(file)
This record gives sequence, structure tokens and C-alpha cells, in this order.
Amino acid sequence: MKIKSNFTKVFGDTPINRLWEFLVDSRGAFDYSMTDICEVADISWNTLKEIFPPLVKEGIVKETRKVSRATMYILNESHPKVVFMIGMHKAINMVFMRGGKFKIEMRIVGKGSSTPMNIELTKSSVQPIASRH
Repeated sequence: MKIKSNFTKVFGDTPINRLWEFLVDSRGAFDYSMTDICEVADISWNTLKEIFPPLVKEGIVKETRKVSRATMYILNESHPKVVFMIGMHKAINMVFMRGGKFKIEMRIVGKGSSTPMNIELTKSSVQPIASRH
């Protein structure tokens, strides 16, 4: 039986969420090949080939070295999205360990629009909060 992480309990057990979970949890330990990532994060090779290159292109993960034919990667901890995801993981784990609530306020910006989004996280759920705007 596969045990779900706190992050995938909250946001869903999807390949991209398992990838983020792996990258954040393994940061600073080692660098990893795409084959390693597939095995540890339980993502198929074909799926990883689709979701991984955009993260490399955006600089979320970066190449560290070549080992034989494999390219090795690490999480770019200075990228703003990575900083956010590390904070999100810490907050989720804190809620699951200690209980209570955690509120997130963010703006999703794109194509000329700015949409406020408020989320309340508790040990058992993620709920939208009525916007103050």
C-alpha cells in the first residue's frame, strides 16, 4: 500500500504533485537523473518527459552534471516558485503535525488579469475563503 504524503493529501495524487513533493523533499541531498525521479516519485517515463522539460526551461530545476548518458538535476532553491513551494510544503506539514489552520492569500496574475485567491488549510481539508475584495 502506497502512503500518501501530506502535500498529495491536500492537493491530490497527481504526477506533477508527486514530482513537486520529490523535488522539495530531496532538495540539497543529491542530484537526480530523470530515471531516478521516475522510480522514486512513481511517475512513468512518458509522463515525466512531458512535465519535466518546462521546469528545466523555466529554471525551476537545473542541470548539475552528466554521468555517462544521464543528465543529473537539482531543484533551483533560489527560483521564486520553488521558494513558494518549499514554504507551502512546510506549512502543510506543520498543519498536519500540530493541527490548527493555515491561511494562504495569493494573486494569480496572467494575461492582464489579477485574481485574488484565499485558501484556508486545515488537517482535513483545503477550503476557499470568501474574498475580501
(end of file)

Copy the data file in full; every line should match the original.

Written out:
This record gives sequence, structure tokens and C-alpha cells, in this order.
Amino acid sequence: MKIKSNFTKVFGDTPINRLWEFLVDSRGAFDYSMTDICEVADISWNTLKEIFPPLVKEGIVKETRKVSRATMYILNESHPKVVFMIGMHKAINMVFMRGGKFKIEMRIVGKGSSTPMNIELTKSSVQPIASRH
Repeated sequence: MKIKSNFTKVFGDTPINRLWEFLVDSRGAFDYSMTDICEVADISWNTLKEIFPPLVKEGIVKETRKVSRATMYILNESHPKVVFMIGMHKAINMVFMRGGKFKIEMRIVGKGSSTPMNIELTKSSVQPIASRH
């Protein structure tokens, strides 16, 4: 039986969420090949080939070295999205360990629009909060 992480309990057990979970949890330990990532994060090779290159292109993960034919990667901890995801993981784990609530306020910006989004996280759920705007 596969045990779900706190992050995938909250946001869903999807390949991209398992990838983020792996990258954040393994940061600073080692660098990893795409084959390693597939095995540890339980993502198929074909799926990883689709979701991984955009993260490399955006600089979320970066190449560290070549080992034989494999390219090795690490999480770019200075990228703003990575900083956010590390904070999100810490907050989720804190809620699951200690209980209570955690509120997130963010703006999703794109194509000329700015949409406020408020989320309340508790040990058992993620709920939208009525916007103050």
C-alpha cells in the first residue's frame, strides 16, 4: 500500500504533485537523473518527459552534471516558485503535525488579469475563503 504524503493529501495524487513533493523533499541531498525521479516519485517515463522539460526551461530545476548518458538535476532553491513551494510544503506539514489552520492569500496574475485567491488549510481539508475584495 502506497502512503500518501501530506502535500498529495491536500492537493491530490497527481504526477506533477508527486514530482513537486520529490523535488522539495530531496532538495540539497543529491542530484537526480530523470530515471531516478521516475522510480522514486512513481511517475512513468512518458509522463515525466512531458512535465519535466518546462521546469528545466523555466529554471525551476537545473542541470548539475552528466554521468555517462544521464543528465543529473537539482531543484533551483533560489527560483521564486520553488521558494513558494518549499514554504507551502512546510506549512502543510506543520498543519498536519500540530493541527490548527493555515491561511494562504495569493494573486494569480496572467494575461492582464489579477485574481485574488484565499485558501484556508486545515488537517482535513483545503477550503476557499470568501474574498475580501